On Rosh HaShana we stand, as it were, before the Heavenly Court, while each of our past actions, words, and thoughts are scrutinized and our future decided. To help ourselves focus on the implications of the day, one widespread custom is to eat “auspicious” foods – “Simanim” – symbolizing the propitious year with which we pray to be blessed.
Simanim literally means “signs”, and though sometimes translated as “omens” I think that gives a very misleading impression of what they are to most people who observe them.
The source for this custom is Talmudic passages (Horayot 12a, K’ritot 6a), in which the sage Abbaye describes various foods that auger a benevolent judgment in Heaven. Each food contains an auspicious hint or play-on-words, such as apple jam for a “sweet” year, Dates (“tamar”) that our enemies “be destroyed” (“yitamoo”).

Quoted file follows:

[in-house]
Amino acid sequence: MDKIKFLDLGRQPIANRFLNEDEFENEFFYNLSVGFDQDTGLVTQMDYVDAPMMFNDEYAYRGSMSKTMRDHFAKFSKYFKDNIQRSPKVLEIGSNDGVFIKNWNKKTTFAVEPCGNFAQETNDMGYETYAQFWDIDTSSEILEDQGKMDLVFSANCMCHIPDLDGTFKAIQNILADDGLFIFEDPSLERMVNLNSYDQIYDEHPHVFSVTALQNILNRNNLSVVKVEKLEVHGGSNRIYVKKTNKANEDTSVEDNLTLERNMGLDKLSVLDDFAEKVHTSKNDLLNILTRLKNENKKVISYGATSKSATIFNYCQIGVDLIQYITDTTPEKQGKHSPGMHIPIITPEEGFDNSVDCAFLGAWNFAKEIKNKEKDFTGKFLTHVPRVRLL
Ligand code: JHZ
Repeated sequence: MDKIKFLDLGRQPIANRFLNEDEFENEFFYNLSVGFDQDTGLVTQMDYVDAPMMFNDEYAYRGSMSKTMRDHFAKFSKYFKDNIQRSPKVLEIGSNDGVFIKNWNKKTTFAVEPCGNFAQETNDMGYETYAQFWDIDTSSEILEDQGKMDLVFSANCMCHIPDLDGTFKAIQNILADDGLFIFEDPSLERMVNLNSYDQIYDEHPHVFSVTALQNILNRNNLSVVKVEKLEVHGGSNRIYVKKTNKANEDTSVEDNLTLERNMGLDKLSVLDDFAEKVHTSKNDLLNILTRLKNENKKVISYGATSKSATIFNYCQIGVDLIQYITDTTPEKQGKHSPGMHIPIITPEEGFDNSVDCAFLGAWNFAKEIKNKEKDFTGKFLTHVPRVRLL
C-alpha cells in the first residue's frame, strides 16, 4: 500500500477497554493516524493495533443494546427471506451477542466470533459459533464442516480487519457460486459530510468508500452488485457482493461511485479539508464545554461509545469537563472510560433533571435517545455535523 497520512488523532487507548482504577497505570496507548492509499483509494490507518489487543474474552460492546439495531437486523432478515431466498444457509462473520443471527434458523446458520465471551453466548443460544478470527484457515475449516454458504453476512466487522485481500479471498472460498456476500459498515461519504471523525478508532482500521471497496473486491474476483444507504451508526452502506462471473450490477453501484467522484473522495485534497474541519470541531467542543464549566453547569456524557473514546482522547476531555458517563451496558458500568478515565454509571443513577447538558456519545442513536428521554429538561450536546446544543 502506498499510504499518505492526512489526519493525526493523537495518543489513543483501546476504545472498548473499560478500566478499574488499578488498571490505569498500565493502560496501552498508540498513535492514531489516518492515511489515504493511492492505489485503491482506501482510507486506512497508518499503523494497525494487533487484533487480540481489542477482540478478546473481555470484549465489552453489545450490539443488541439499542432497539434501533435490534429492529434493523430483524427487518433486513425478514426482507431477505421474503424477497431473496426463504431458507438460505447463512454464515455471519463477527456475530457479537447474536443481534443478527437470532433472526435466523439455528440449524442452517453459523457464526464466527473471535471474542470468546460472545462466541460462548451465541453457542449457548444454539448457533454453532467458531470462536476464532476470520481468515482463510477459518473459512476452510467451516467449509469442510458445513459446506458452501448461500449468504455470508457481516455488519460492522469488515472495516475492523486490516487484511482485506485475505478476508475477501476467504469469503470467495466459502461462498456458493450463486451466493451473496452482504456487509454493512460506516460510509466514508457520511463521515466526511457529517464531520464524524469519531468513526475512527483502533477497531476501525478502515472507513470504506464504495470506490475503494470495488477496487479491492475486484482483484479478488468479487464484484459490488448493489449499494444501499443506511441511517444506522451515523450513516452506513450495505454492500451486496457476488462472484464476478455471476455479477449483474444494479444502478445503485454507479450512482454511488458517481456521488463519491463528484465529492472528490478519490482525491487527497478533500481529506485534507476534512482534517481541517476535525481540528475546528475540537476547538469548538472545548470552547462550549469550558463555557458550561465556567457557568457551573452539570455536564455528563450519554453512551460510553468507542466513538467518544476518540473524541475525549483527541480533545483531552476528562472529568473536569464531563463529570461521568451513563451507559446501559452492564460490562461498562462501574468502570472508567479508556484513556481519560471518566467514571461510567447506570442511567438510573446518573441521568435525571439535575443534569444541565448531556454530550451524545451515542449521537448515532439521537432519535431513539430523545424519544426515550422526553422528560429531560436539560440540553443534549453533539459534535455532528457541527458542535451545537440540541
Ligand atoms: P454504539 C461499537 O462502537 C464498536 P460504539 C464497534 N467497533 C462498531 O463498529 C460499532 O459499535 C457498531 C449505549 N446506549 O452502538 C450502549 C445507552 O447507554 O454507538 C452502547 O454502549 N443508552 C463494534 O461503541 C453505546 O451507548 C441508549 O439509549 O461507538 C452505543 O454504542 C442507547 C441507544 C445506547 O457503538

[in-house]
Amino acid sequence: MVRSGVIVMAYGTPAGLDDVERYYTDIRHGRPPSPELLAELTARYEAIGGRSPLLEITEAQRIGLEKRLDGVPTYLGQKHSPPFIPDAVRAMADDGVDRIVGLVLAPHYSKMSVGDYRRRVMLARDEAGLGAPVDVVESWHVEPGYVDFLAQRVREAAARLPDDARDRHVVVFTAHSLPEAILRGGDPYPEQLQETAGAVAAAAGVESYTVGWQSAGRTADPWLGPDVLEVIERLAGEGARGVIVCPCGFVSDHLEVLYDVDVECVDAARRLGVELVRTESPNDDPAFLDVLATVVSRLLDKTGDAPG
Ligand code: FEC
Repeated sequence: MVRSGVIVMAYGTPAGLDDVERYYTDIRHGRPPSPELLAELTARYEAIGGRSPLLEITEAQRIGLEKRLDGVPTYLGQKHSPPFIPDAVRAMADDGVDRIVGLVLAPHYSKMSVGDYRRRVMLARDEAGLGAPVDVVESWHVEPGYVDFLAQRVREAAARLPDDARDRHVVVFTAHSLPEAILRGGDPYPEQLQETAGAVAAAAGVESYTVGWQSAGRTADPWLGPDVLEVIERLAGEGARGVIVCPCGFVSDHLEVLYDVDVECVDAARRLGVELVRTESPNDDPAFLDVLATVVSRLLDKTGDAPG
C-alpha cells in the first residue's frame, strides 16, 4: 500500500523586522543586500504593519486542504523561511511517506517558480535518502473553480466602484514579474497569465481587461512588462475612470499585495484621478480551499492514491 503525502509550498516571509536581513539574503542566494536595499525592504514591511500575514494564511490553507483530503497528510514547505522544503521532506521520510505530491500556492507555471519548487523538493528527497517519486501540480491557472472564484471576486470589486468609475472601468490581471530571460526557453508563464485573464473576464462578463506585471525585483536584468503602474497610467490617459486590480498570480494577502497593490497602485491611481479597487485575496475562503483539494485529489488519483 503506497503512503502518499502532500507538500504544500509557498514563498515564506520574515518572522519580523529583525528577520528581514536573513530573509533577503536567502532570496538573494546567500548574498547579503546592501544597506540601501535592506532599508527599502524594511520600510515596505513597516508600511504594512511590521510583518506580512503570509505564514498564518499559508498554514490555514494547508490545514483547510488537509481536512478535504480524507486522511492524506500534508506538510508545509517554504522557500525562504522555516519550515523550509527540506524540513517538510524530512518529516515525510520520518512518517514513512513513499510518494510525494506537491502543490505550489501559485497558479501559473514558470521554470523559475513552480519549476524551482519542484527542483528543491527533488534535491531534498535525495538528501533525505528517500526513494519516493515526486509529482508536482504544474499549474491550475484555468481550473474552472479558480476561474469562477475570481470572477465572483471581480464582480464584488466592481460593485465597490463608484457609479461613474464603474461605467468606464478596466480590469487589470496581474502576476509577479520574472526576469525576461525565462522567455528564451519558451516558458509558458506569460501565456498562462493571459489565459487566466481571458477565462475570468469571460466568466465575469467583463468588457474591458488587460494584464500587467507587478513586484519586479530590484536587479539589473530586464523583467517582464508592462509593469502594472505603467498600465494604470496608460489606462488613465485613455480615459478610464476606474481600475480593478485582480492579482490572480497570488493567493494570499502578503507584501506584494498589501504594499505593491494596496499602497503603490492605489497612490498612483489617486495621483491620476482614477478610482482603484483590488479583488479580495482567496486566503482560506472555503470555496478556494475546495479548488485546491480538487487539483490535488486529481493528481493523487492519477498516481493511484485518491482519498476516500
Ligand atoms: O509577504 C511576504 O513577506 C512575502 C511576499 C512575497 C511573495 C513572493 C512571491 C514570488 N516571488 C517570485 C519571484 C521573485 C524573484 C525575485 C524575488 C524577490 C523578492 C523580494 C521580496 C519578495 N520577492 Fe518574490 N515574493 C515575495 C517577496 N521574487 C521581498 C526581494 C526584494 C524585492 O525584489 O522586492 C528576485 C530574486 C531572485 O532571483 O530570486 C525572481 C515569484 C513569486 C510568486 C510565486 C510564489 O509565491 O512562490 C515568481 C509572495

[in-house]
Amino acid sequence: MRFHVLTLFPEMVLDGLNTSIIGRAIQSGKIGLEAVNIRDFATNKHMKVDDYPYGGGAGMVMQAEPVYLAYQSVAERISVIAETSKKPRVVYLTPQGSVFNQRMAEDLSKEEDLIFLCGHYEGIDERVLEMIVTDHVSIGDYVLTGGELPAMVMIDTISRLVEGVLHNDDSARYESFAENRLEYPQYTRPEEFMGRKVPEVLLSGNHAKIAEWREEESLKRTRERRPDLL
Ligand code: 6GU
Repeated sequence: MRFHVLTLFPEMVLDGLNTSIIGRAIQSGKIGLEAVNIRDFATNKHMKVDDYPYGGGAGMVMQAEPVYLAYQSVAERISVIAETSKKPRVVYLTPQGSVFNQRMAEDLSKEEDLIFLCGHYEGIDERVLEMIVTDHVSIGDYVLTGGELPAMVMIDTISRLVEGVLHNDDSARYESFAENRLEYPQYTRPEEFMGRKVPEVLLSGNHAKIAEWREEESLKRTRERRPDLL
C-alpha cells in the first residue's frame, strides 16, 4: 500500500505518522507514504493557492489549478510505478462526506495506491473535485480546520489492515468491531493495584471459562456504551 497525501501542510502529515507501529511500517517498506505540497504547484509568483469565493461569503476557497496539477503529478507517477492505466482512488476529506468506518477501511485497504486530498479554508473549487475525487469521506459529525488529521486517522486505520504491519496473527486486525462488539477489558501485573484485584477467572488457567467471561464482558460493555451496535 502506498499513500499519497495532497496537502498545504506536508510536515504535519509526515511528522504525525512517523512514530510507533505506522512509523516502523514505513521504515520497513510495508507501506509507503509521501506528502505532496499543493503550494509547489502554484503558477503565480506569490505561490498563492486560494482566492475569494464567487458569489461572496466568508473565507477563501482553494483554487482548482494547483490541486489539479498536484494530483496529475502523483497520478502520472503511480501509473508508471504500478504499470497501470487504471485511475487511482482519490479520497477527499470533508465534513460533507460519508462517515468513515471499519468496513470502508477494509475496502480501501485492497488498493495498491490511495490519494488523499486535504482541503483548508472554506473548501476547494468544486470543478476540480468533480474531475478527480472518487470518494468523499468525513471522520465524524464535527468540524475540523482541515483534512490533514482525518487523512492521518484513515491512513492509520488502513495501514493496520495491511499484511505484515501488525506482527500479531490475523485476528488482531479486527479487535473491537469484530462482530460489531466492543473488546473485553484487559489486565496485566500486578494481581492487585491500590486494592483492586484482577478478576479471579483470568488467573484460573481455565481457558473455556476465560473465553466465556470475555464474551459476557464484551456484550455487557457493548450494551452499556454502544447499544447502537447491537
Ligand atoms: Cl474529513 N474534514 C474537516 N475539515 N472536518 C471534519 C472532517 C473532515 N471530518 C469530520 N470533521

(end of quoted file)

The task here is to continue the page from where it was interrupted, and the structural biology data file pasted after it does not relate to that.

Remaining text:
The foods are eaten at the beginning of the evening meal, each preceded by a short prayer. This illustration is of the Baghdad version.
In the above mentioned Talmudic passages, Abbaye mentions five simanim: Kara (gourd, vegetable marrow, pumpkin), karti (leek); silka (spinach or beetroot), tamre (dates), and robia (black-eyed or runner beans). In the accompanying prayers each name is associated with an auspicious hope for the future. Although some people feel uncomfortable about the negative ones (“May our enemies be destroyed”), it has been suggested that these are an oblique reference to our sins – as it is customary to avoid any direct mention of sin on Rosh Hashannah.
The Geonim (7th – 11th centuries) introduced a sheep’s head (“May we be at the head not the tail”), fatty meats, and sweet drinks. Some Sephardim follow the sheep’s head custom literally, which has resulted in some gruesome shrink-wrapped packages appearing in the freezer section of some Israeli supermarkets at this time of year. Ashkenazim tend to favour fish heads. In many contemporary Sephardi families – including mine – the “head” has been modified to pickled tongue, both because we like tongue and because of the reduced “yuk” factor.